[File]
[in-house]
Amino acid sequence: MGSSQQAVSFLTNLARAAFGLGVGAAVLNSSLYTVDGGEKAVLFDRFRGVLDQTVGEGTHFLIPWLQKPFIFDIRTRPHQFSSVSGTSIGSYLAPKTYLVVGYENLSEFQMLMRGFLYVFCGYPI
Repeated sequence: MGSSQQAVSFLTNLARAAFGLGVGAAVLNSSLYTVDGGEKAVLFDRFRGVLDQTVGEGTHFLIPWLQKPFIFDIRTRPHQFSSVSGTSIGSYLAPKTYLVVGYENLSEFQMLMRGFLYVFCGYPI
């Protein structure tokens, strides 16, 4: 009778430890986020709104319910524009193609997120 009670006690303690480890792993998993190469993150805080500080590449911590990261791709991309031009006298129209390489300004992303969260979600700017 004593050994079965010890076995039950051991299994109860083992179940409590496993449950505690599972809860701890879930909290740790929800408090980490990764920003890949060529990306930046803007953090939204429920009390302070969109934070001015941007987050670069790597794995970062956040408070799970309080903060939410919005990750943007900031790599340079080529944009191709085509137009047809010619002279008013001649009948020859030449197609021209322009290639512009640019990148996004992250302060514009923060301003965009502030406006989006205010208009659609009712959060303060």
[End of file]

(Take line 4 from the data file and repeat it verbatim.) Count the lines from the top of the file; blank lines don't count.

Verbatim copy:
């Protein structure tokens, strides 16, 4: 009778430890986020709104319910524009193609997120 009670006690303690480890792993998993190469993150805080500080590449911590990261791709991309031009006298129209390489300004992303969260979600700017 004593050994079965010890076995039950051991299994109860083992179940409590496993449950505690599972809860701890879930909290740790929800408090980490990764920003890949060529990306930046803007953090939204429920009390302070969109934070001015941007987050670069790597794995970062956040408070799970309080903060939410919005990750943007900031790599340079080529944009191709085509137009047809010619002279008013001649009948020859030449197609021209322009290639512009640019990148996004992250302060514009923060301003965009502030406006989006205010208009659609009712959060303060």